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These aren’t the only problems with the university package. As we’ve covered before, the government apparently has no modelling about whether the changes will incentivise students to study science instead of humanities, which was the stated rationale. The sector warns the fee-and-funding shuffle could create perverse incentives for universities to enrol students in courses that the government does not consider as priorities. Another concern is that in order to fund important measures such as an overall increase in the number of places and incentives for regional and remote students, the government is cutting the average subsidy per student. The draft bill also flags the removal of financial support to university students who fail half of their first-year courses.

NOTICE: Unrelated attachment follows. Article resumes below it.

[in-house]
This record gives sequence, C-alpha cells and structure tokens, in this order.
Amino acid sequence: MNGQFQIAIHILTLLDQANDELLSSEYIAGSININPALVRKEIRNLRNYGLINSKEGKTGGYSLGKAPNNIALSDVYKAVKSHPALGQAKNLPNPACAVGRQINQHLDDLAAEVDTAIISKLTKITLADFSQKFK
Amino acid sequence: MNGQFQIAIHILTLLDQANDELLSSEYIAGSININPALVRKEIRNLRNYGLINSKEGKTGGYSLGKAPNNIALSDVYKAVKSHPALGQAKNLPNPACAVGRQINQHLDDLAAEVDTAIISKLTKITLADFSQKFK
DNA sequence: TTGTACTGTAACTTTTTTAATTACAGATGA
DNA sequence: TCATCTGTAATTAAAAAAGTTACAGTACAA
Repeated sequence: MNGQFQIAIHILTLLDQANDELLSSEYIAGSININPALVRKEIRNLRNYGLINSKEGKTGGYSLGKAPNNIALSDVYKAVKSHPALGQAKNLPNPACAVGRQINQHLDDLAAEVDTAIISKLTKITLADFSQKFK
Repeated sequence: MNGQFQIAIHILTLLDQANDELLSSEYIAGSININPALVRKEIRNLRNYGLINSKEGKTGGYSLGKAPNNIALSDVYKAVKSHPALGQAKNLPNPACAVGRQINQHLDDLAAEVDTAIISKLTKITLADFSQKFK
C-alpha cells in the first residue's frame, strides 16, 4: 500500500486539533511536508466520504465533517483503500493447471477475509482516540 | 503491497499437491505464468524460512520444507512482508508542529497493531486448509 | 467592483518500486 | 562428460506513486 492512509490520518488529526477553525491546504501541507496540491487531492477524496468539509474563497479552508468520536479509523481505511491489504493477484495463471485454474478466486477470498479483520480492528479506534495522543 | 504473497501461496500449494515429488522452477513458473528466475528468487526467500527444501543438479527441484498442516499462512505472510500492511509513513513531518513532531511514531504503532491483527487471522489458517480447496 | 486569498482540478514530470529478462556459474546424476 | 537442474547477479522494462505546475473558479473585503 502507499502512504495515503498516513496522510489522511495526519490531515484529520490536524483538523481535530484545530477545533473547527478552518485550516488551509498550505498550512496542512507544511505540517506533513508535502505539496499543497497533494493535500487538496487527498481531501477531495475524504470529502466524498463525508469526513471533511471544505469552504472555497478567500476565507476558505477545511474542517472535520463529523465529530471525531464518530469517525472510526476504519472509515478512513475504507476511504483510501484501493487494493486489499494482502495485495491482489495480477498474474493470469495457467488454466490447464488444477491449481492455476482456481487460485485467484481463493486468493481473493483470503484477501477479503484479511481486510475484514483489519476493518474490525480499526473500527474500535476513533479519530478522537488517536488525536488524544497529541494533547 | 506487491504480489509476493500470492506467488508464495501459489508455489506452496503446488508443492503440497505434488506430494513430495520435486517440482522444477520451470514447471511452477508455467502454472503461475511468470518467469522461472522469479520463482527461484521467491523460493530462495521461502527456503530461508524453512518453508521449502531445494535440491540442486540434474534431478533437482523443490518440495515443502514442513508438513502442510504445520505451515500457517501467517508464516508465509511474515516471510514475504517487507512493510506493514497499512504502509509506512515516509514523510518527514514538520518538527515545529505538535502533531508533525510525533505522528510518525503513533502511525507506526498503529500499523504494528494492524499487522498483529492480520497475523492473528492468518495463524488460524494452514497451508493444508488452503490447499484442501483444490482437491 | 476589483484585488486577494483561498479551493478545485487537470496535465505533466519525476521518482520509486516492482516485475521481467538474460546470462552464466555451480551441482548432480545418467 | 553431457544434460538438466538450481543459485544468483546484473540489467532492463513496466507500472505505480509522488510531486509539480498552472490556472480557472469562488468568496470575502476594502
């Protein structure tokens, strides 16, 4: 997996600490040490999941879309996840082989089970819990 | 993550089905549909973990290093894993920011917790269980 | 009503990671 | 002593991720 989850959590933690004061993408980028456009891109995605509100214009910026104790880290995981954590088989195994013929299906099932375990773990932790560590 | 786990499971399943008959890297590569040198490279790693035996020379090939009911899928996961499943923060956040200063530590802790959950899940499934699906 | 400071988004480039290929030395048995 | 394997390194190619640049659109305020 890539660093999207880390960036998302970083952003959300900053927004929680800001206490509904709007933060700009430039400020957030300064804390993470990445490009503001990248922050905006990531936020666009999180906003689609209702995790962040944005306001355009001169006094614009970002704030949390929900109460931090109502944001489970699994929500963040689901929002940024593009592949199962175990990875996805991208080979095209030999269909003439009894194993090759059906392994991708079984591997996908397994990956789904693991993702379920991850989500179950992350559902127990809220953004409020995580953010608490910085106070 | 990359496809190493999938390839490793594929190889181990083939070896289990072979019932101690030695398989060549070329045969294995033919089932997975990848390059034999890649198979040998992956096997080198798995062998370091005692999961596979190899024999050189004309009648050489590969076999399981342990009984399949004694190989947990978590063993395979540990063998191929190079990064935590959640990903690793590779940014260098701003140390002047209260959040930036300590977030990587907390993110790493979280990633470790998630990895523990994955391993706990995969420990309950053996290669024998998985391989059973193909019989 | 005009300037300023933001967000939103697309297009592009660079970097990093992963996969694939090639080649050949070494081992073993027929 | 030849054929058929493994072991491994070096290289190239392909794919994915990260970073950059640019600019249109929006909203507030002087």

You would hope that with such weighty issues at stake – and with clear disagreements internally – the government would take the time to get it right. Remarkably, though, the government has allocated just six days for feedback on the 42-page draft bill. Departmental officials explained away the short deadline for submissions by saying Tehan was “very keen to get that into the parliament and have it passed to make sure it can take effect for the next calendar year”.
While Gee was quick out of the blocks, anyone else who is worried about “glaring and potentially detrimental” design flaws had better get a move on and put in a submission.